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taby

Hexagon shape, even distribution of points over shape in Rn

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I am trying to determine a method of producing an homogenously spaced distribution of points, contained within a shape in Rn. Overlaying a honeycomb pattern over the shape produces a grid of vertices which are added to the final point list. The centre points of all "cells" within the honeycomb pattern are also added to the final point list. This essentially produces a tesselated face set from the honeycomb's hexagonally shaped faces. Does anyone know if this method has a particular name? [Edited by - taby on April 30, 2006 11:34:43 AM]

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Here is a diagram, where the dots are the final points in the distribution over a circle in R2.

The orange dots represent the first part of the honeycomb shape, using the black lines as the cell border guide.

The yellow dots represent the cell centre point vertices. This network forms a second honeycomb pattern using white lines. The position of these points is offset vertically by exactly 1/2 step from the orange honeycomb.

Does anyone know if this method has a particular name?



[Edited by - taby on April 30, 2006 9:54:32 PM]

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Using a square grid is the classic method, no question about that, but the distance between diagonal neighbours is not the same as between left-right / up/down neighbours (Pythagorean theorem).

With a hexagon, there are no left-right neighbours, but those which do exist up/down and diagonally are the same distance length.

It just seems more even of a distribution to me?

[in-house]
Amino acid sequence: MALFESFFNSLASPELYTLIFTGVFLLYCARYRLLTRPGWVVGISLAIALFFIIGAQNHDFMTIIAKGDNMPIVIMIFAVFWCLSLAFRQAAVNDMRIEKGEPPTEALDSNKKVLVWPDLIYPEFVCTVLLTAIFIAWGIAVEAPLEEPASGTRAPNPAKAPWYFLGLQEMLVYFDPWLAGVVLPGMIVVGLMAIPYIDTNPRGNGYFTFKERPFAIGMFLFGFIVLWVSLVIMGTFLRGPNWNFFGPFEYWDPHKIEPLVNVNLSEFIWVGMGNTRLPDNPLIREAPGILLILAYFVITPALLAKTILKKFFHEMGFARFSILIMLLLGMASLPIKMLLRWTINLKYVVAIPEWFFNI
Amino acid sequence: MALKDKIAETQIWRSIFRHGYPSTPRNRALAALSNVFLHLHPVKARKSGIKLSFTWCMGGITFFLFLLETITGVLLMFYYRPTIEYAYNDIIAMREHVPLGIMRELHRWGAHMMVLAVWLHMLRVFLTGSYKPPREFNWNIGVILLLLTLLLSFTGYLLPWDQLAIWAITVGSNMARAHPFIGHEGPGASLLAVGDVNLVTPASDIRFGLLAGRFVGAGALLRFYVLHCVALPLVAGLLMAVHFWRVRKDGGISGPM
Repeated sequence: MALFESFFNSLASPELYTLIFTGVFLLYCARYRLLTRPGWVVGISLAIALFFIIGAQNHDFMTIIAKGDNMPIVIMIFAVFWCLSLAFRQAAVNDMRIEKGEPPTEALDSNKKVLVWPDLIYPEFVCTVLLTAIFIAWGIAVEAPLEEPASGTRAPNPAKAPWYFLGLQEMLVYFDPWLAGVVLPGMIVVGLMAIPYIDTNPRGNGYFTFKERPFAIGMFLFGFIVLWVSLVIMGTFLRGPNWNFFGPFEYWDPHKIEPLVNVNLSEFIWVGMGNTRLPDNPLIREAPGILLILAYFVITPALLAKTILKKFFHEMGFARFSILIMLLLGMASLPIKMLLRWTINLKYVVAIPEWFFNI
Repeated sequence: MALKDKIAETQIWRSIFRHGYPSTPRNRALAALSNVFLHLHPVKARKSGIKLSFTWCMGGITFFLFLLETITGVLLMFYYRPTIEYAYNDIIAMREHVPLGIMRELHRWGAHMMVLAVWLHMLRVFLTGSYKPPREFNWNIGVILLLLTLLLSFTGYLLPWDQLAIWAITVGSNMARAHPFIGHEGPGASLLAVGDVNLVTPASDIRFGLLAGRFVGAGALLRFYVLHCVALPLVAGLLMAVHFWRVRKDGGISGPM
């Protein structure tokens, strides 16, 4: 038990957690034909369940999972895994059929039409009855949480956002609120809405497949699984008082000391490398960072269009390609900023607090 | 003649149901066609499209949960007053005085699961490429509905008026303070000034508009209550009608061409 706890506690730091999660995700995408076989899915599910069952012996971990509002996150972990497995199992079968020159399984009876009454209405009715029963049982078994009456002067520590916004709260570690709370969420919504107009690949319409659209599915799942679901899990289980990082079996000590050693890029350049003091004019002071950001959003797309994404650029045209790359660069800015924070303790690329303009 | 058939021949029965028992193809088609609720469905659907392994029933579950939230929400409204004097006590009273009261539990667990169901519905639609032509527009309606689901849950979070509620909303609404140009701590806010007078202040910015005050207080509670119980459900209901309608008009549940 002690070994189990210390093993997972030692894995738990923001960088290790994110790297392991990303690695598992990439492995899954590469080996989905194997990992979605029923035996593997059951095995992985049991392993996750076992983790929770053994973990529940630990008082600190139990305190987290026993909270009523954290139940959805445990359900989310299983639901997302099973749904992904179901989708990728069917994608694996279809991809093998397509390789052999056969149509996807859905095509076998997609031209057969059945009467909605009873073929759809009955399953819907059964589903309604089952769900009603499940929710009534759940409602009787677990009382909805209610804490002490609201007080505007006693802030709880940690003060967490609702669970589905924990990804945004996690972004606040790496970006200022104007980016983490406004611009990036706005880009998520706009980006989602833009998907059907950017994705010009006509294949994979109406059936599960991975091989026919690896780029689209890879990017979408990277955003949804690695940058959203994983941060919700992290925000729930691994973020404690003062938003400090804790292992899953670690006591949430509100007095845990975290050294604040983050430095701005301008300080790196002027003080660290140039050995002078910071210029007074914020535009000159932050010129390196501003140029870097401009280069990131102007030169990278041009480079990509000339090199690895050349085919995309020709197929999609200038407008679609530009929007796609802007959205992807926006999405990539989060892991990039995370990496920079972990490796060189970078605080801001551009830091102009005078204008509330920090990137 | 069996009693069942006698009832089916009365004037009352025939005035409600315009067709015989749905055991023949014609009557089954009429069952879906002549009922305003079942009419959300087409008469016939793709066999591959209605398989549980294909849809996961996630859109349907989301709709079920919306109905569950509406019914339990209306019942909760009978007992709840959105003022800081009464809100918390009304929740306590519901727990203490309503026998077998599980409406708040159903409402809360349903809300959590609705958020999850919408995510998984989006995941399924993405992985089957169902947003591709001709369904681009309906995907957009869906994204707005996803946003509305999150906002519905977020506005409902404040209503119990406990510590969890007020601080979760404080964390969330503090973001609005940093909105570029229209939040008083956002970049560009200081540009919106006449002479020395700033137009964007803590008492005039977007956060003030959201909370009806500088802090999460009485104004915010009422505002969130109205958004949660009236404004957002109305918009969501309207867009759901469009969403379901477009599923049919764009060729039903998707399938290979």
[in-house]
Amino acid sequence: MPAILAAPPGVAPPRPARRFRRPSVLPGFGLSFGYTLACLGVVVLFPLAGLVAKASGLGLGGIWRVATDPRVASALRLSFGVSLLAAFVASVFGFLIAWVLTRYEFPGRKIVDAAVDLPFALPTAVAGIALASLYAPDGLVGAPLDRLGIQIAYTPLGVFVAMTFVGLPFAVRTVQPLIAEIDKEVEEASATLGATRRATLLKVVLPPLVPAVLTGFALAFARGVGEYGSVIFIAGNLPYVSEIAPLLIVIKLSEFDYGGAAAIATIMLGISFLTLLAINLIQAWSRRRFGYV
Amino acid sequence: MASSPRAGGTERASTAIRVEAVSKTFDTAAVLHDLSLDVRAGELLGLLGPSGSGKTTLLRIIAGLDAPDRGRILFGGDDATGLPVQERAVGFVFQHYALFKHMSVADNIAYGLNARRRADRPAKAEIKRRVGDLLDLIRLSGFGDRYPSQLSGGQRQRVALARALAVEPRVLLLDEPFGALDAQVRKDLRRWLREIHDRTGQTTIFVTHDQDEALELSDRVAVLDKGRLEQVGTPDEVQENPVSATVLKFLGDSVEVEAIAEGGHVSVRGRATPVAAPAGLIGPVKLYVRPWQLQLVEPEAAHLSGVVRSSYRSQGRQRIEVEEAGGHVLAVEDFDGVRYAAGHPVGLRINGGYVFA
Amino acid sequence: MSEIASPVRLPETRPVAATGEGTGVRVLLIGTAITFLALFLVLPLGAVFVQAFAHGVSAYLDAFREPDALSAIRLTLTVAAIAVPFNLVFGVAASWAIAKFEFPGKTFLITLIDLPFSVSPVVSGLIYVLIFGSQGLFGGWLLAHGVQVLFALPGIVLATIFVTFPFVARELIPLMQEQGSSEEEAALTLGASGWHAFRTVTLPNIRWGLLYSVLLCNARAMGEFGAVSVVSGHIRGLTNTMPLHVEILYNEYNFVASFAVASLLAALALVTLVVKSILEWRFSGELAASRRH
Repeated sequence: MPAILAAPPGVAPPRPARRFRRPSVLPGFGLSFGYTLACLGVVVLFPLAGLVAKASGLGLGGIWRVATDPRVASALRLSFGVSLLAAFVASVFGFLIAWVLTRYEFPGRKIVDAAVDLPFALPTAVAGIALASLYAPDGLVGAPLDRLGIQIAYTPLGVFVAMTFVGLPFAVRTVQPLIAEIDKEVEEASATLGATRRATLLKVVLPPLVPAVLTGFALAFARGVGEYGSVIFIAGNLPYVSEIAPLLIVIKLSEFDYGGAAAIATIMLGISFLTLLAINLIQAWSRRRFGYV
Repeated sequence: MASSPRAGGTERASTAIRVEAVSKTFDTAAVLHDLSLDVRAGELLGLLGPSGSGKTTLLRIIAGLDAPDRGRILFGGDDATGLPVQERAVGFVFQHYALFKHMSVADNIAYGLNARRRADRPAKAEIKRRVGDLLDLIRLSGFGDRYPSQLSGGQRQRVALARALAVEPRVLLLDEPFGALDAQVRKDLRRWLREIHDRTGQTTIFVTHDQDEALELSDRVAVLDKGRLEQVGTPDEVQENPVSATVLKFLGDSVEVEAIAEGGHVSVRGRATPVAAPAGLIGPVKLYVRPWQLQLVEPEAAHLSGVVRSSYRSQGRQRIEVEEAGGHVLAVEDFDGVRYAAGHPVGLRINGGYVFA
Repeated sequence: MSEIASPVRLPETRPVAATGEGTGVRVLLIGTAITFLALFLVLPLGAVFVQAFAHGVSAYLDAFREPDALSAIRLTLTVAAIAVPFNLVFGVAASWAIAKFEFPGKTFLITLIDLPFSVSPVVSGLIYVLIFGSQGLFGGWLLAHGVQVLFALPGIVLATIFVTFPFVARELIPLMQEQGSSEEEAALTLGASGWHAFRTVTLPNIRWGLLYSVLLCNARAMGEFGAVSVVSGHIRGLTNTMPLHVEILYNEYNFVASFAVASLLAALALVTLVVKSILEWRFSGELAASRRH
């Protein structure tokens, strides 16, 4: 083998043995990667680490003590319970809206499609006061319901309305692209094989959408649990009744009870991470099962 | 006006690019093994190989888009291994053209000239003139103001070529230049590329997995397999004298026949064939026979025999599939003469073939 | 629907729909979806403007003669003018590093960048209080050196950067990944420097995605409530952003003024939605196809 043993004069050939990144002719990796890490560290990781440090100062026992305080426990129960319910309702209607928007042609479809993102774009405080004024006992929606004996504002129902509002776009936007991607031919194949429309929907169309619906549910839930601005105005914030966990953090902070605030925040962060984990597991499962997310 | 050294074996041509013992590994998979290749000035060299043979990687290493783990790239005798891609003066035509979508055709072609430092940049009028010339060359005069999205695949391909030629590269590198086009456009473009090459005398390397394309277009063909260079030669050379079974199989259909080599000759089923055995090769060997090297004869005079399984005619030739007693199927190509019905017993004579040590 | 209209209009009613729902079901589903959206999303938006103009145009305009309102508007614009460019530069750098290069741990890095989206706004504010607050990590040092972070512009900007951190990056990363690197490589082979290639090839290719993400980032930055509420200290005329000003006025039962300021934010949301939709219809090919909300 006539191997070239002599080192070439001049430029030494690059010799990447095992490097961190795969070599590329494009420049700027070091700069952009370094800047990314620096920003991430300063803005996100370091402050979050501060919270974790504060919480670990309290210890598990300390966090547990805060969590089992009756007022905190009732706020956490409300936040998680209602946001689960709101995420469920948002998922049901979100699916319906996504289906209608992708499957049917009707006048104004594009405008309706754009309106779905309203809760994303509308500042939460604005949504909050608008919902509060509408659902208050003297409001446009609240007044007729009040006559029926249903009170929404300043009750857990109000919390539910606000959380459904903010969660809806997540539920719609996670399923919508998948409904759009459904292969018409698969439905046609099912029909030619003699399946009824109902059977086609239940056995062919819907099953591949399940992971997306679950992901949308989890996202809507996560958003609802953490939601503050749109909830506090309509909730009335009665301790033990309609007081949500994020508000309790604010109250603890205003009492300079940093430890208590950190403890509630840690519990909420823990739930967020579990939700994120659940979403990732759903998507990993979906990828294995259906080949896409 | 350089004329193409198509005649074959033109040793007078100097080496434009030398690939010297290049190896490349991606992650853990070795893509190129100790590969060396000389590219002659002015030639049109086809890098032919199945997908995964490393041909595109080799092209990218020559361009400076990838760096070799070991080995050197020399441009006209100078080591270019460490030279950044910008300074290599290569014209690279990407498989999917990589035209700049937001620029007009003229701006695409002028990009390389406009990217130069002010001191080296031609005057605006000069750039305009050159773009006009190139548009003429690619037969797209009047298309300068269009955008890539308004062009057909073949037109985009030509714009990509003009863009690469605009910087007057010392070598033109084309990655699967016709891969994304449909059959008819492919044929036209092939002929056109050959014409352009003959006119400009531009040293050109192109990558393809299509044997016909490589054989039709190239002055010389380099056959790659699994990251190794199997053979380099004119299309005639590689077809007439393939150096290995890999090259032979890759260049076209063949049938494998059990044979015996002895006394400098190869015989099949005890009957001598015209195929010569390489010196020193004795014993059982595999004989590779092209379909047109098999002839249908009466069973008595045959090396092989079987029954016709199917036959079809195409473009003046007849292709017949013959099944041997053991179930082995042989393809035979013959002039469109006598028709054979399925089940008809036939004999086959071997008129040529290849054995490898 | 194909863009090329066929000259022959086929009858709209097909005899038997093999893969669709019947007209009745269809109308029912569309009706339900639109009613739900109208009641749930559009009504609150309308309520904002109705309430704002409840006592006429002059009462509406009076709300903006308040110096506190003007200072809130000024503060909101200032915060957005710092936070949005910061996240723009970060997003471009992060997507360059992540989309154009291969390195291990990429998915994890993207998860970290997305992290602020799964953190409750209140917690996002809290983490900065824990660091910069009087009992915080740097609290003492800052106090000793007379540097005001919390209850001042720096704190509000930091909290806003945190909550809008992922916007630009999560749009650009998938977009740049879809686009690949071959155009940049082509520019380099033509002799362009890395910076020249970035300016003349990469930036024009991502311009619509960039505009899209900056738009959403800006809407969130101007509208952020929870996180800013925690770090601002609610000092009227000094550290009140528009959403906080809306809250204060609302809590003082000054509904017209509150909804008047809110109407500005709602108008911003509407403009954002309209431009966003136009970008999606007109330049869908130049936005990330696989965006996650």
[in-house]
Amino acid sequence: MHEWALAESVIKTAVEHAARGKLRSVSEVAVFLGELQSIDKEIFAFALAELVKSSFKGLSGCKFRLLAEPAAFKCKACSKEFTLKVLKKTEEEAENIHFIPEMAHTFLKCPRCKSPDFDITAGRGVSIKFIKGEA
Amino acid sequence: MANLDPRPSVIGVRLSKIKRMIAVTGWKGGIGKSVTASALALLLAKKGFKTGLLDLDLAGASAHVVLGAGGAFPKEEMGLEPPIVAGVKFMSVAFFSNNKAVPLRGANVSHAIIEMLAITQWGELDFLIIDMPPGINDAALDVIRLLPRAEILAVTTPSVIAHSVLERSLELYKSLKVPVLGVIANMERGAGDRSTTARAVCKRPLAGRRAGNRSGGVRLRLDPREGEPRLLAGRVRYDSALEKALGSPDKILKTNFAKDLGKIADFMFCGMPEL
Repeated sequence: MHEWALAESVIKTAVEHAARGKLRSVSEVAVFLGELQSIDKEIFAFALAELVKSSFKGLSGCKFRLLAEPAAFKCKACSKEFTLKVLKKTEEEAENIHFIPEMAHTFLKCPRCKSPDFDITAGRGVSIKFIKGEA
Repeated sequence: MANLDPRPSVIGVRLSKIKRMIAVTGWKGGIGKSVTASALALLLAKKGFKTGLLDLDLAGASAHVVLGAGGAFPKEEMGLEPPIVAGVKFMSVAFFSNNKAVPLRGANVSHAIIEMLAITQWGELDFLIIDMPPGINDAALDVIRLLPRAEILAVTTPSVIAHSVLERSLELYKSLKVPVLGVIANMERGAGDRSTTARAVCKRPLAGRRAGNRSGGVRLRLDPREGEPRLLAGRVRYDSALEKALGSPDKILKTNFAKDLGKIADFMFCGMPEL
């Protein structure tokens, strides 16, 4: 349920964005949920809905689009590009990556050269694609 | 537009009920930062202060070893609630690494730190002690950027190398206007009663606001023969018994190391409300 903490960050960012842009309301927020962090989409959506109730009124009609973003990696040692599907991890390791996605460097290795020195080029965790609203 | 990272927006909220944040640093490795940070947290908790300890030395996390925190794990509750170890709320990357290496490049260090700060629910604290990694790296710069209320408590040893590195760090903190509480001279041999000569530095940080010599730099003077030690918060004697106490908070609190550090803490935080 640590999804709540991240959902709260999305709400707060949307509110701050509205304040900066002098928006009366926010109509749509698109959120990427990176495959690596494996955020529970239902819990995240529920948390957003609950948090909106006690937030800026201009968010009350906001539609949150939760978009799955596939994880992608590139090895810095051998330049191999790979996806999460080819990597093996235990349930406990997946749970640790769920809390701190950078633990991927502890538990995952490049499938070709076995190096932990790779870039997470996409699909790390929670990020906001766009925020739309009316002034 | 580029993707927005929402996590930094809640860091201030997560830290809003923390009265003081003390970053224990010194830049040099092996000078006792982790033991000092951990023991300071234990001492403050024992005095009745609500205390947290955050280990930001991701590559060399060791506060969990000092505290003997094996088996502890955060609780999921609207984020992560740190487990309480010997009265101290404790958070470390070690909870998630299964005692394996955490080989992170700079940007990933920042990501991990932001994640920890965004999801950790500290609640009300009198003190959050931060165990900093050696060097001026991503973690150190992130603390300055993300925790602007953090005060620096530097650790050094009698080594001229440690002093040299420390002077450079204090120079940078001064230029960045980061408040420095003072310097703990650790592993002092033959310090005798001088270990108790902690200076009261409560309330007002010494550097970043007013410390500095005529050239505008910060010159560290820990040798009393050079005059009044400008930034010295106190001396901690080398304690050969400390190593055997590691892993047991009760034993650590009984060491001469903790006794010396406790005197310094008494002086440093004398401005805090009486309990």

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Quote:
Original post by taby
Using a square grid is the classic method, no question about that, but the distance between diagonal neighbours is not the same as between left-right / up/down neighbours (Pythagorean theorem).

With a hexagon, there are no left-right neighbours, but those which do exist up/down and diagonally are the same distance length.

It just seems more even of a distribution to me?


Since you're using the center point of the hexagons it is really a triangular lattice, which is just a skewed square lattice. In other words, you should be able to perform a simple transformation on the Euclidean basis vectors to get a set of basis vectors for your lattice (called lattice vectors in crystallography, which you might find a useful source of information).

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When diffraction occurs at the surface, how does one determine the ratio of reflected to transmitted light? The Fresnel equations?

Do crystals have an index of refraction? Does the crystal alter the path of blue light more than that of red light?

Is it really as simple as redirecting the photons at the incoming and outgoing surface intersection points?



[Edited by - taby on April 30, 2006 9:15:18 PM]

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